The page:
Have you ever noticed that little dark circle that appears within the close button of a document window in OS X when you have unsaved changes? Yeah, me neither. After years of diligent Mac use, this subtle little element somehow escaped me until now. I guess […]


Have you ever noticed that little dark circle that appears within the close button of a document window in OS X when you have unsaved changes? Yeah, me neither. After years of diligent Mac use, this subtle little element somehow escaped me until now. I guess I remember noticing it at times but never realized it was telling me to save my work. It’s a nice touch and got me wondering about what other subtle elements I might have missed over the years.

I spent some time gathering up a number of these hidden gems and figured I’d list them here in the hopes that our readers could add to the list in the comments.

Save Dialog

When saving a file you can press / at the save dialog box to choose from any point in the file system via a file path.


You can press Shift + Ctrl + Eject to put external displays to sleep. On a MacBook this will force the system to sleep without having to close the lid.


Pressing the Option key when clicking on the AirPort icon in the menubar will display some detailed information about your wireless connection, including the transmit rate.


Pressing Control while clicking on the current location icon at the top of the Finder window opens a menu to let you select any parent location along that particular file path.


Pressing Ctrl + Option + Command + 8 will invert the color of your screen.


Pressing Ctrl + Command + D while hovering over a word in any Cocoa application (Safari, Mail, etc.) will automatically look up that word in the OS X dictionary app.

This list just scratches the surface of what I know are a huge number of hidden gems buried inside OS X. If you have any others you want to add to the list, please share it with us in the comments.

You’re subscribed! If you like, you can update your settings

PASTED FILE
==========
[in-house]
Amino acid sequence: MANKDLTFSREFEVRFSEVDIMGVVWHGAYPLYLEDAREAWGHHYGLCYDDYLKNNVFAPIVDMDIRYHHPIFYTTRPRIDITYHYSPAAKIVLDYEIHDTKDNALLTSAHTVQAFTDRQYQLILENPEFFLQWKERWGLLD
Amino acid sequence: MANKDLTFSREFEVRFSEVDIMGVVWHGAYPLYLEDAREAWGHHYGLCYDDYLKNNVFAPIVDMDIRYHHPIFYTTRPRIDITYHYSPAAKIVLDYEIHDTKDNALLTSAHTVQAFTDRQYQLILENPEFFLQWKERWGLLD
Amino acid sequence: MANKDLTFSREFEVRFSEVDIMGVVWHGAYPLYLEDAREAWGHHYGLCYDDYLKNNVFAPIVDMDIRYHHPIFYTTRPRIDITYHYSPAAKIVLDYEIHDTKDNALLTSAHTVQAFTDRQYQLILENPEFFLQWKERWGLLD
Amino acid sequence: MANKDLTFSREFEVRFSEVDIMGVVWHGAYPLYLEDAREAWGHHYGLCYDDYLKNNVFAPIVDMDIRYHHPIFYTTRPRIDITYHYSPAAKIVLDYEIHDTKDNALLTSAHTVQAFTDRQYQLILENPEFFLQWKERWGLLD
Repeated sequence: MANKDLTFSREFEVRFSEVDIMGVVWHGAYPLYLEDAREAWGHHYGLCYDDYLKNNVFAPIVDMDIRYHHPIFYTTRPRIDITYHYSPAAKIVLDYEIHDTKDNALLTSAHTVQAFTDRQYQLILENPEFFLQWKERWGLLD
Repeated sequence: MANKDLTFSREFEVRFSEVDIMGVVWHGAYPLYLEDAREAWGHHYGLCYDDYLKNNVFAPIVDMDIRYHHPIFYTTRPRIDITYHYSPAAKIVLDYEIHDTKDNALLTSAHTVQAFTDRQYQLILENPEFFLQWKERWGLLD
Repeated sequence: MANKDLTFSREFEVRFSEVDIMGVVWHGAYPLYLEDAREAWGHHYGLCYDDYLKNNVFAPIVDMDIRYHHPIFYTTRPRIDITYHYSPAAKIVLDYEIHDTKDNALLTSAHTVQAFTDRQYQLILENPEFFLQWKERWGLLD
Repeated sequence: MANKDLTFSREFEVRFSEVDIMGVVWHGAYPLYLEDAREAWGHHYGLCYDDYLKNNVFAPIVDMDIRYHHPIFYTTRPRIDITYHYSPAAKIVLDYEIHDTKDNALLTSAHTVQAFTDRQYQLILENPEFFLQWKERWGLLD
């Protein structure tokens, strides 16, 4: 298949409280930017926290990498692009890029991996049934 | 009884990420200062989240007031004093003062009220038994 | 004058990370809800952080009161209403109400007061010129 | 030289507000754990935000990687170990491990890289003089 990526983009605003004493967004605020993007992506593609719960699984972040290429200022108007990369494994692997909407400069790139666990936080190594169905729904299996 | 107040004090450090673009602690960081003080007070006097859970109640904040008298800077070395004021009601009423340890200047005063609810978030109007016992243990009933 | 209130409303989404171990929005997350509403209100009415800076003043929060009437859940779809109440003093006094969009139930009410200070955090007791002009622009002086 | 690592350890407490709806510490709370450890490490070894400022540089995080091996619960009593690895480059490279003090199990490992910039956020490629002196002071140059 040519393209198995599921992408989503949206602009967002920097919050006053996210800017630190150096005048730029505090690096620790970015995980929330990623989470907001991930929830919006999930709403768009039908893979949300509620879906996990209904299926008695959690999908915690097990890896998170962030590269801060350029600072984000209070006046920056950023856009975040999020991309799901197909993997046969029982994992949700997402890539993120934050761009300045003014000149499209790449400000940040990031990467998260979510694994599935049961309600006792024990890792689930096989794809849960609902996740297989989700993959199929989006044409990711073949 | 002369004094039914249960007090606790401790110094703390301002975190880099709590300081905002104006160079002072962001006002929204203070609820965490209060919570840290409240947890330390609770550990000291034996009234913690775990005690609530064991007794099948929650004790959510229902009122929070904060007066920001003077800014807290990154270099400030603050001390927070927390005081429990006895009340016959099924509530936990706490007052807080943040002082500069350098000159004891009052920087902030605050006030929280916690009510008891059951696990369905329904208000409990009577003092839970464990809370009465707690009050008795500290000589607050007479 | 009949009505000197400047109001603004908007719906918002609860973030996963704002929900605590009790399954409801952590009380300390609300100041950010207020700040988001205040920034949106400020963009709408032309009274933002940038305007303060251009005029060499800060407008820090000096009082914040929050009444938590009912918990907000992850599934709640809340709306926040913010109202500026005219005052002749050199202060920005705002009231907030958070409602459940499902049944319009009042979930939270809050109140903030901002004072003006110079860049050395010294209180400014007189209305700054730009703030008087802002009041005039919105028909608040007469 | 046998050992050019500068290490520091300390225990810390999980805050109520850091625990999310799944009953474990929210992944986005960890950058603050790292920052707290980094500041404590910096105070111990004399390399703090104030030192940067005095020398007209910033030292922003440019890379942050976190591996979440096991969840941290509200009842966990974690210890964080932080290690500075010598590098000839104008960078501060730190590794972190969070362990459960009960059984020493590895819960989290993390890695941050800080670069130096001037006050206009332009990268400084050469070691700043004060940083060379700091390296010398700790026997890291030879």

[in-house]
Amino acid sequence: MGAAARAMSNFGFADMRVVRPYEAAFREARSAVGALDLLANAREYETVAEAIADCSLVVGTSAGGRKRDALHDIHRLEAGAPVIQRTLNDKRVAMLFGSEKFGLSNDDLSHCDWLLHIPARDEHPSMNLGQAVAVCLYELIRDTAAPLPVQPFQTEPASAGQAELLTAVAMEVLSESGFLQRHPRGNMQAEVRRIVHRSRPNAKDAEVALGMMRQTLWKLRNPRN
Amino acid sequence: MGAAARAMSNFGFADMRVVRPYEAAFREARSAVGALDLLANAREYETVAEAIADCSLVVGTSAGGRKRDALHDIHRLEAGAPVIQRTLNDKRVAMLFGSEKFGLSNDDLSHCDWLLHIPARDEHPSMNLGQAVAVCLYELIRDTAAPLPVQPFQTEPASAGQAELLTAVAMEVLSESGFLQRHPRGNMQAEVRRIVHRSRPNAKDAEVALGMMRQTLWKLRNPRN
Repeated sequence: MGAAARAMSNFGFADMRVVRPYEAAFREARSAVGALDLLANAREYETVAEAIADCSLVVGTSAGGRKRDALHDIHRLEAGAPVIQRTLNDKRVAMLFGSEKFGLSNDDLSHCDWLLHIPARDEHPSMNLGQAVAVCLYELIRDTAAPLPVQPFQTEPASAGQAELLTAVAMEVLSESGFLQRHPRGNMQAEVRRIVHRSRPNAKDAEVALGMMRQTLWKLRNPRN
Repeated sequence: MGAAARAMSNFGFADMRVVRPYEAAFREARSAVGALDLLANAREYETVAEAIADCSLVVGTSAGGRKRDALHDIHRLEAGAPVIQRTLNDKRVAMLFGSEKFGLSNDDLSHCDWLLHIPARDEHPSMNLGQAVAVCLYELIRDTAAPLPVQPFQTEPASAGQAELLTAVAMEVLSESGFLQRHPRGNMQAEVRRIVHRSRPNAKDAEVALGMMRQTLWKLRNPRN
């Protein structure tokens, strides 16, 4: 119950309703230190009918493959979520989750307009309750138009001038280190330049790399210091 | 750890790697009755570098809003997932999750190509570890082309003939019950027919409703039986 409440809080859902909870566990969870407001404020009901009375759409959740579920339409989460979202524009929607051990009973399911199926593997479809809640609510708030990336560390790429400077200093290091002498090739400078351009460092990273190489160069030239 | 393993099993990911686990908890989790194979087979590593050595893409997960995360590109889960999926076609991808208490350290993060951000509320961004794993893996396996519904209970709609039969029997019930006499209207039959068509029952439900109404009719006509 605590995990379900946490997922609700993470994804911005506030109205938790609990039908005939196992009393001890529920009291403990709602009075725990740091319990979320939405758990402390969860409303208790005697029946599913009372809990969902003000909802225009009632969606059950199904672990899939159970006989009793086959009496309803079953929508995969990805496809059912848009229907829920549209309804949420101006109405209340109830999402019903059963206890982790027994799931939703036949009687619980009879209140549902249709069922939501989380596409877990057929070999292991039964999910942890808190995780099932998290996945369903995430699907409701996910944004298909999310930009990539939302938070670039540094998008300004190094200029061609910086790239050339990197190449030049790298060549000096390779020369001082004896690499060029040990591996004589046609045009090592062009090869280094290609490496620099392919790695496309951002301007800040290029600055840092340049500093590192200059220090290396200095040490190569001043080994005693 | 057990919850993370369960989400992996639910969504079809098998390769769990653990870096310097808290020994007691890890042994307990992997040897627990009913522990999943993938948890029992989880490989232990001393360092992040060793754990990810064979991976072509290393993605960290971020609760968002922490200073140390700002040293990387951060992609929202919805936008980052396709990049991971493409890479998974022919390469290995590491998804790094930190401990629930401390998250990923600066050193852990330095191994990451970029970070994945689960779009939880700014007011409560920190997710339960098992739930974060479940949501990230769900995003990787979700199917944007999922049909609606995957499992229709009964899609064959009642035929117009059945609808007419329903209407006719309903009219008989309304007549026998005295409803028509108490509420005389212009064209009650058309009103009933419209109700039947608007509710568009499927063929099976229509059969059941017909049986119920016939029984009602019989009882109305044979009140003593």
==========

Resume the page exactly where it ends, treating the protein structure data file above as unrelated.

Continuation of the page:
1. Shawn Bouchard Friday, January 29, 2010

    These are gems! Thanks for sharing. I love the airport and dictionary tips – seriously awesome.

  2. Command works for the Finder tip too, thats the one I’ve always used.

    1. This also works for Safari, either with control or command.

    2. This finder-path dropdown works in all apps.

      Also, the little file icons at the top of the window can be clicked and dragged. (I think you have to hold the click for a moment before moving away)

    3. To what little file icons do you refer?

  3. cool. i like the inverting one

  4. Pressing Option while clicking on the battery icon on an MBP brings up the battery status in the menu (should be “normal”) – clicking it brings up a help screen explaining the various states.

    Ctrl-Option-Command-1/2/3/4/5/6 changes the order of icons on your desktop (click on desktop before this).

    1. That should be just Ctrl-Command-1/2/3/4/5/6 – see the View > Arrange By menu.

  5. piminnowcheez Friday, January 29, 2010

    Damn, those are great. Here I thought I knew most of this kind of stuff, and every single one of those was new to me.

  6. Another one for your list:
    Holding shift while minimizing/maximizing will make the action execute in slow-motion. Pretty neat…

    1. Yeah, that one works for the dashboard and exposé too

    2. Here’s a strange one: pressing ctrl while minimizing slows it down, but not as slow as the shift key. It only works with the minimization animation, I’ve tried it on as many others as I can think of. Pretty weird, huh?